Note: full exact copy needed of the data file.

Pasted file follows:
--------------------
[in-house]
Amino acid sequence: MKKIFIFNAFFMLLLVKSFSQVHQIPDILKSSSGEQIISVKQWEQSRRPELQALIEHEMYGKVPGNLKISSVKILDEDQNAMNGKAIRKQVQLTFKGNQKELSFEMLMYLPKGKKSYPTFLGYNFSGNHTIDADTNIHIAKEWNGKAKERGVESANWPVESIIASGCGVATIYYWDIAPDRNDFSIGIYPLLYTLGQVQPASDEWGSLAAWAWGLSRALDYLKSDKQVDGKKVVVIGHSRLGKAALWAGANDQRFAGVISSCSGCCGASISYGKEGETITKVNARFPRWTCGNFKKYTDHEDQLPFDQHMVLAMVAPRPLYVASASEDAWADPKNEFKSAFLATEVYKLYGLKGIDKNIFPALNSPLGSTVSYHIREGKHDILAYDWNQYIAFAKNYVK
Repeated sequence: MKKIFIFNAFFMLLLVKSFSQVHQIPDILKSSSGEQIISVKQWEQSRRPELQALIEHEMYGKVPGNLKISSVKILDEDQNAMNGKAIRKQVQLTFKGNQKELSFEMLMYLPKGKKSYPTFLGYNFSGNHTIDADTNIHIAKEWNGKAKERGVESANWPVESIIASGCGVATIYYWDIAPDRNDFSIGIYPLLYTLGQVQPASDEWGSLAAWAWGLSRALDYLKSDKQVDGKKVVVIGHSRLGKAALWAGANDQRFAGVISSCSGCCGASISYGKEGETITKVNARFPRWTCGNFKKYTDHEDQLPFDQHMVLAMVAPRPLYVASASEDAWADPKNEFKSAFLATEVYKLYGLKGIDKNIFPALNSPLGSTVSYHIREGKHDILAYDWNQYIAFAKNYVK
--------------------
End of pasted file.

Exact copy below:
[in-house]
Amino acid sequence: MKKIFIFNAFFMLLLVKSFSQVHQIPDILKSSSGEQIISVKQWEQSRRPELQALIEHEMYGKVPGNLKISSVKILDEDQNAMNGKAIRKQVQLTFKGNQKELSFEMLMYLPKGKKSYPTFLGYNFSGNHTIDADTNIHIAKEWNGKAKERGVESANWPVESIIASGCGVATIYYWDIAPDRNDFSIGIYPLLYTLGQVQPASDEWGSLAAWAWGLSRALDYLKSDKQVDGKKVVVIGHSRLGKAALWAGANDQRFAGVISSCSGCCGASISYGKEGETITKVNARFPRWTCGNFKKYTDHEDQLPFDQHMVLAMVAPRPLYVASASEDAWADPKNEFKSAFLATEVYKLYGLKGIDKNIFPALNSPLGSTVSYHIREGKHDILAYDWNQYIAFAKNYVK
Repeated sequence: MKKIFIFNAFFMLLLVKSFSQVHQIPDILKSSSGEQIISVKQWEQSRRPELQALIEHEMYGKVPGNLKISSVKILDEDQNAMNGKAIRKQVQLTFKGNQKELSFEMLMYLPKGKKSYPTFLGYNFSGNHTIDADTNIHIAKEWNGKAKERGVESANWPVESIIASGCGVATIYYWDIAPDRNDFSIGIYPLLYTLGQVQPASDEWGSLAAWAWGLSRALDYLKSDKQVDGKKVVVIGHSRLGKAALWAGANDQRFAGVISSCSGCCGASISYGKEGETITKVNARFPRWTCGNFKKYTDHEDQLPFDQHMVLAMVAPRPLYVASASEDAWADPKNEFKSAFLATEVYKLYGLKGIDKNIFPALNSPLGSTVSYHIREGKHDILAYDWNQYIAFAKNYVK